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Wombling Free: Genome sequencing of the Wombles reveals complex genetic history and evolution of litter picking

Earlham Institute has released a full Womble genome sequence, shedding light on the evolutionary origins of litter picking & the genetic basis of ageing.

April 01, 2018

Earlham Institute has today released a full sequence of the Womble genome, shedding light on the evolutionary origins of litter picking and the genetic basis of ageing, as well as complex genetic retroviral transmission across diverse mammal species.

Despite poor DNA samples, which were mostly obtained from abandoned burrows on Wimbledon Common, researchers applied the Womble motto “Make Good Use of Bad Rubbish” to perform the genome sequencing experiment, which used a combination of Illumina HiSeq short-reads and longer reads sequenced using nanopore technology.

The wombles were of particular interest to the team, based at Earlham Institute in Norwich, UK, due to a “sixth sense” which allows the creatures to sense green spaces and wildlife, perhaps contributing to their urge to clean up litter.

Of greater interest to scientists is how these creatures, originally thought to be relatives of burrowing mammals such as badgers, have come to adopt human-like activities such as cooking; preparing daisy buns, acorn juice, elm-bark casserole and fir cone soufflé.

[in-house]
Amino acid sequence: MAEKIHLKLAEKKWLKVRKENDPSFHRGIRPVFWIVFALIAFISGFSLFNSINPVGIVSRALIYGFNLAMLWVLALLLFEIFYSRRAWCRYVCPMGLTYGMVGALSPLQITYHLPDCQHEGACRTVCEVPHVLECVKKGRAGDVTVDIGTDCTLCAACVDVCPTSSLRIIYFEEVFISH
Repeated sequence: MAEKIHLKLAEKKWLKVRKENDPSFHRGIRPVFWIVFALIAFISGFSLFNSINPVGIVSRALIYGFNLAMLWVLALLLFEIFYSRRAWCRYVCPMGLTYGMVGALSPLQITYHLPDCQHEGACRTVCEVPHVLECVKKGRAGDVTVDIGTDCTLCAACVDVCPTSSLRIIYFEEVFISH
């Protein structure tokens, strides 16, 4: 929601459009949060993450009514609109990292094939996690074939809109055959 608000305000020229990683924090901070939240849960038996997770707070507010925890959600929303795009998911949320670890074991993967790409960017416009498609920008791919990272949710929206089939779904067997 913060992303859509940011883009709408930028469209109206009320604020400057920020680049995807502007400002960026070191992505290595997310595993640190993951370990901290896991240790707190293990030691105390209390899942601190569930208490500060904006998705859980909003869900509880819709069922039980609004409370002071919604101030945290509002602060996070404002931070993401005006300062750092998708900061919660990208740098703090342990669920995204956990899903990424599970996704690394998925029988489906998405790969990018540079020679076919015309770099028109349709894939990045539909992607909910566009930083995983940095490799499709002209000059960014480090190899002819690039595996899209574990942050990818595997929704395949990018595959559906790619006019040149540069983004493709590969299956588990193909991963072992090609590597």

Using the 13-or-so individual genome sequences obtained, which came to around 3Gb - just smaller than the human genome - a bioinformatics team led by PhD student Ben White sought to investigate the evolutionary history of the wombles, and how they came to be so environmentally conscious.

A typical scene: Wombles investigating a haul of precious litter. Credit:Flickr

Wombles at home

Remember you're a Womble.

Phylogenetic analysis showed that wombles (also previously named as Womblus commonus ssp. litterpickerus), who mostly live elusively among humans yet are thought to have a worldwide distribution, are not mustelids at all but form a sister group to the raccoons in the genus Procyon. Thus, a new scientific name for the Wombles has been proposed, Procyon wombleus.

Interestingly, however, analysis of certain genetic regions revealed a high amount of transposable genetic elements, many of which are linked to regions found within the human genome.

Dr Chris Watkins, who managed the project, said, “we’re clearly not looking at just another raccoon here. Though similarities can be drawn between the two animals, including their close proximity to human rubbish, the Wombles seem to have somehow become more human.”

Further analysis showed that these regions are almost completely absent in the closely-related raccoon, causing researchers to wonder just how these integration events may have occurred. All in all, the additional DNA incorporated from the human genome made up for an extra 0.15Gb compared to raccoons, which have a genome size of approximately 2.85Gb.

Ben White, who led the bioinformatics analysis, said, “the more we looked into the human genome, particularly thanks to the long read sequences, the more these transposable elements came into play. We think we’re looking at a rare virus that seems to have transferred some essence of humanness into the Wombles.”